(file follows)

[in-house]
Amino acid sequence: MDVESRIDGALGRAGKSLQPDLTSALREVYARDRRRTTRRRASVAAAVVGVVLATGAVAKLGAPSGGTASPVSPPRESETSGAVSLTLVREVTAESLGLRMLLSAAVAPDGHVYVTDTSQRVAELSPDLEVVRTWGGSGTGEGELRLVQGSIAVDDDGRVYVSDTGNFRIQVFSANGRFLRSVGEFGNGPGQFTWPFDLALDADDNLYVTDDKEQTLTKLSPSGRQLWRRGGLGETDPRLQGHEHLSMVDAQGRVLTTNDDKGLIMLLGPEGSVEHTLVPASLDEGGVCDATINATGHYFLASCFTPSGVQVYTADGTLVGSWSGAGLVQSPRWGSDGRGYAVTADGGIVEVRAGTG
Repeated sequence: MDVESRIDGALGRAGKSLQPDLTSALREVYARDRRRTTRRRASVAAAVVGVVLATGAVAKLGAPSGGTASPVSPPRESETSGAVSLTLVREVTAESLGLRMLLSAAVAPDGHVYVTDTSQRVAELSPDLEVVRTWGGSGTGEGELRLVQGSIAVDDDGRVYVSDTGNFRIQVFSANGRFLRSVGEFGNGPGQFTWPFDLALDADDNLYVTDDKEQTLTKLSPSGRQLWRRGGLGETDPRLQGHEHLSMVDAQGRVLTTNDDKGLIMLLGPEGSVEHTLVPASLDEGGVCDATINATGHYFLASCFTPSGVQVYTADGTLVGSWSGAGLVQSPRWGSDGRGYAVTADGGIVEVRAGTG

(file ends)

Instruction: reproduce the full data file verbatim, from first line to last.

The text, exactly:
[in-house]
Amino acid sequence: MDVESRIDGALGRAGKSLQPDLTSALREVYARDRRRTTRRRASVAAAVVGVVLATGAVAKLGAPSGGTASPVSPPRESETSGAVSLTLVREVTAESLGLRMLLSAAVAPDGHVYVTDTSQRVAELSPDLEVVRTWGGSGTGEGELRLVQGSIAVDDDGRVYVSDTGNFRIQVFSANGRFLRSVGEFGNGPGQFTWPFDLALDADDNLYVTDDKEQTLTKLSPSGRQLWRRGGLGETDPRLQGHEHLSMVDAQGRVLTTNDDKGLIMLLGPEGSVEHTLVPASLDEGGVCDATINATGHYFLASCFTPSGVQVYTADGTLVGSWSGAGLVQSPRWGSDGRGYAVTADGGIVEVRAGTG
Repeated sequence: MDVESRIDGALGRAGKSLQPDLTSALREVYARDRRRTTRRRASVAAAVVGVVLATGAVAKLGAPSGGTASPVSPPRESETSGAVSLTLVREVTAESLGLRMLLSAAVAPDGHVYVTDTSQRVAELSPDLEVVRTWGGSGTGEGELRLVQGSIAVDDDGRVYVSDTGNFRIQVFSANGRFLRSVGEFGNGPGQFTWPFDLALDADDNLYVTDDKEQTLTKLSPSGRQLWRRGGLGETDPRLQGHEHLSMVDAQGRVLTTNDDKGLIMLLGPEGSVEHTLVPASLDEGGVCDATINATGHYFLASCFTPSGVQVYTADGTLVGSWSGAGLVQSPRWGSDGRGYAVTADGGIVEVRAGTG